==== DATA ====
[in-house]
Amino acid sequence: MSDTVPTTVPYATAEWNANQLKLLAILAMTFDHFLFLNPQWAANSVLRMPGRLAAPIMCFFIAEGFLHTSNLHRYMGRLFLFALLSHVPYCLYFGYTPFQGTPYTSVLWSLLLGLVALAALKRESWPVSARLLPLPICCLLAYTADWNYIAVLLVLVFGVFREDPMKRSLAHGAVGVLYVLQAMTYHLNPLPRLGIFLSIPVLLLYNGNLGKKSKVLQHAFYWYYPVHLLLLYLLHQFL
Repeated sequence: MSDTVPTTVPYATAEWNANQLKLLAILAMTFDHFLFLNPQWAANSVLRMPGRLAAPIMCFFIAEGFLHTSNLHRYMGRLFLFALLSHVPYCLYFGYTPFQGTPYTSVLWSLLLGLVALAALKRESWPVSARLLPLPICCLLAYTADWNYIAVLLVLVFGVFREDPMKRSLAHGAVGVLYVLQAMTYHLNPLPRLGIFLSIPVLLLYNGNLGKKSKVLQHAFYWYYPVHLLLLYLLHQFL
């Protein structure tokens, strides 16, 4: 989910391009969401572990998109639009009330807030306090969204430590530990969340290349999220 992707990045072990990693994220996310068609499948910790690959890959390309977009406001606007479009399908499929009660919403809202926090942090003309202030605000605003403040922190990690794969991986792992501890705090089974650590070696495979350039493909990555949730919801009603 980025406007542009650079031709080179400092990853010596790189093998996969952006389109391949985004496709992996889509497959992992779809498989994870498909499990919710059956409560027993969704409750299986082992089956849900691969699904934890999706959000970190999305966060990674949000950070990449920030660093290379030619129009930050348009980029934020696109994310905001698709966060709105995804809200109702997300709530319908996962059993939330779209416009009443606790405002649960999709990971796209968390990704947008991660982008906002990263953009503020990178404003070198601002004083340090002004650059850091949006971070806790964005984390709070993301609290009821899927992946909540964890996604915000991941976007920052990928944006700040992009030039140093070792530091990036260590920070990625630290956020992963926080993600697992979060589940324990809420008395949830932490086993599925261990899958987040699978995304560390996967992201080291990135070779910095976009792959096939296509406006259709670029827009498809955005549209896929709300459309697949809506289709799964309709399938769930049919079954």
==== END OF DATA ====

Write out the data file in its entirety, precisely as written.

[in-house]
Amino acid sequence: MSDTVPTTVPYATAEWNANQLKLLAILAMTFDHFLFLNPQWAANSVLRMPGRLAAPIMCFFIAEGFLHTSNLHRYMGRLFLFALLSHVPYCLYFGYTPFQGTPYTSVLWSLLLGLVALAALKRESWPVSARLLPLPICCLLAYTADWNYIAVLLVLVFGVFREDPMKRSLAHGAVGVLYVLQAMTYHLNPLPRLGIFLSIPVLLLYNGNLGKKSKVLQHAFYWYYPVHLLLLYLLHQFL
Repeated sequence: MSDTVPTTVPYATAEWNANQLKLLAILAMTFDHFLFLNPQWAANSVLRMPGRLAAPIMCFFIAEGFLHTSNLHRYMGRLFLFALLSHVPYCLYFGYTPFQGTPYTSVLWSLLLGLVALAALKRESWPVSARLLPLPICCLLAYTADWNYIAVLLVLVFGVFREDPMKRSLAHGAVGVLYVLQAMTYHLNPLPRLGIFLSIPVLLLYNGNLGKKSKVLQHAFYWYYPVHLLLLYLLHQFL
């Protein structure tokens, strides 16, 4: 989910391009969401572990998109639009009330807030306090969204430590530990969340290349999220 992707990045072990990693994220996310068609499948910790690959890959390309977009406001606007479009399908499929009660919403809202926090942090003309202030605000605003403040922190990690794969991986792992501890705090089974650590070696495979350039493909990555949730919801009603 980025406007542009650079031709080179400092990853010596790189093998996969952006389109391949985004496709992996889509497959992992779809498989994870498909499990919710059956409560027993969704409750299986082992089956849900691969699904934890999706959000970190999305966060990674949000950070990449920030660093290379030619129009930050348009980029934020696109994310905001698709966060709105995804809200109702997300709530319908996962059993939330779209416009009443606790405002649960999709990971796209968390990704947008991660982008906002990263953009503020990178404003070198601002004083340090002004650059850091949006971070806790964005984390709070993301609290009821899927992946909540964890996604915000991941976007920052990928944006700040992009030039140093070792530091990036260590920070990625630290956020992963926080993600697992979060589940324990809420008395949830932490086993599925261990899958987040699978995304560390996967992201080291990135070779910095976009792959096939296509406006259709670029827009498809955005549209896929709300459309697949809506289709799964309709399938769930049919079954």